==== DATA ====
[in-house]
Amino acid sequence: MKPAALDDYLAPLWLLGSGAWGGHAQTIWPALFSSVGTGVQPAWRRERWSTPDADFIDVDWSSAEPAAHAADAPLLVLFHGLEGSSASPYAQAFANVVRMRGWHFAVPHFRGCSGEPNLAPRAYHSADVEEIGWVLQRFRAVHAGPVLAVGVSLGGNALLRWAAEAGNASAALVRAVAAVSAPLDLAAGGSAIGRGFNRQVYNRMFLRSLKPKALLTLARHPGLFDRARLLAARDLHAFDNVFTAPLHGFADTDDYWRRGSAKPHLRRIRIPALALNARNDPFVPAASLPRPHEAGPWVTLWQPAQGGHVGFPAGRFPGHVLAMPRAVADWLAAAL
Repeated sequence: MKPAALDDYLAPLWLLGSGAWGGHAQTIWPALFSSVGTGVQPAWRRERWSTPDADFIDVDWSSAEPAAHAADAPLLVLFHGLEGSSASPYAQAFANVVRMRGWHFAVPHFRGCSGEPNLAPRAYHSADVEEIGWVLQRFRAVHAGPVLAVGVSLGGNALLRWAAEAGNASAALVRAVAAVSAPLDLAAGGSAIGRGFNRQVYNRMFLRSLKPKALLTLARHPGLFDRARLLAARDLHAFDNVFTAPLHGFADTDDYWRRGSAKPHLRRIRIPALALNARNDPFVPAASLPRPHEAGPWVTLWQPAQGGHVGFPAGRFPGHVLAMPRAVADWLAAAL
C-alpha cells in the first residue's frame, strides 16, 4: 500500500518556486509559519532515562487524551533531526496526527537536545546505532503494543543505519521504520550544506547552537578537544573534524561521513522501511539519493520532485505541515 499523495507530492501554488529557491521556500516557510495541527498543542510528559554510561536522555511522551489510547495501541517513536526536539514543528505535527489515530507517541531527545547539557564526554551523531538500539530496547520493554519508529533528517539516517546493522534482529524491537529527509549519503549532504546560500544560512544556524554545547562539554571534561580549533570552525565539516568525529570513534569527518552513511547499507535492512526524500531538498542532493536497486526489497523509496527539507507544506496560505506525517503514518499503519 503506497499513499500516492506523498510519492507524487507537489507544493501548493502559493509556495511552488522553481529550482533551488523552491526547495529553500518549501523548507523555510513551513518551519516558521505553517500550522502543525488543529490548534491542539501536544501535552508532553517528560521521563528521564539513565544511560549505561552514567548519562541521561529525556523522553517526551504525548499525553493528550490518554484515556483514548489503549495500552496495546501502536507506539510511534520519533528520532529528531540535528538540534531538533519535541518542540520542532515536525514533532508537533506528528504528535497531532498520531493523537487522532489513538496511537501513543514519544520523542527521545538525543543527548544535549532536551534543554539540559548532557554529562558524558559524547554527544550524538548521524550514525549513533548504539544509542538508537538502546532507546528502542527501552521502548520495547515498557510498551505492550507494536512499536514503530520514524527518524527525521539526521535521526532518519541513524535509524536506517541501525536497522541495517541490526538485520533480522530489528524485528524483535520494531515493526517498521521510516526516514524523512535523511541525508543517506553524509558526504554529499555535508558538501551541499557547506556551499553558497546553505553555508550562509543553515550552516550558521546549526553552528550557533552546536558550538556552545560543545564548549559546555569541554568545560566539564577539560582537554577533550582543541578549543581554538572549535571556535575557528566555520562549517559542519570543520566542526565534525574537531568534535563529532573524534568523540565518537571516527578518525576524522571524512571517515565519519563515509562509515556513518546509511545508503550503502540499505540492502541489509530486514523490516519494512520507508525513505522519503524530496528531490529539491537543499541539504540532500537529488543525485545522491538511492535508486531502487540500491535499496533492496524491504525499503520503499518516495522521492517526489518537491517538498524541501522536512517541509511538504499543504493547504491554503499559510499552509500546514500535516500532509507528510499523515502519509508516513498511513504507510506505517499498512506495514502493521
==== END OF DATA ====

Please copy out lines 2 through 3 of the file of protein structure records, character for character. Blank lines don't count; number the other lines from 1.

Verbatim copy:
Amino acid sequence: MKPAALDDYLAPLWLLGSGAWGGHAQTIWPALFSSVGTGVQPAWRRERWSTPDADFIDVDWSSAEPAAHAADAPLLVLFHGLEGSSASPYAQAFANVVRMRGWHFAVPHFRGCSGEPNLAPRAYHSADVEEIGWVLQRFRAVHAGPVLAVGVSLGGNALLRWAAEAGNASAALVRAVAAVSAPLDLAAGGSAIGRGFNRQVYNRMFLRSLKPKALLTLARHPGLFDRARLLAARDLHAFDNVFTAPLHGFADTDDYWRRGSAKPHLRRIRIPALALNARNDPFVPAASLPRPHEAGPWVTLWQPAQGGHVGFPAGRFPGHVLAMPRAVADWLAAAL
Repeated sequence: MKPAALDDYLAPLWLLGSGAWGGHAQTIWPALFSSVGTGVQPAWRRERWSTPDADFIDVDWSSAEPAAHAADAPLLVLFHGLEGSSASPYAQAFANVVRMRGWHFAVPHFRGCSGEPNLAPRAYHSADVEEIGWVLQRFRAVHAGPVLAVGVSLGGNALLRWAAEAGNASAALVRAVAAVSAPLDLAAGGSAIGRGFNRQVYNRMFLRSLKPKALLTLARHPGLFDRARLLAARDLHAFDNVFTAPLHGFADTDDYWRRGSAKPHLRRIRIPALALNARNDPFVPAASLPRPHEAGPWVTLWQPAQGGHVGFPAGRFPGHVLAMPRAVADWLAAAL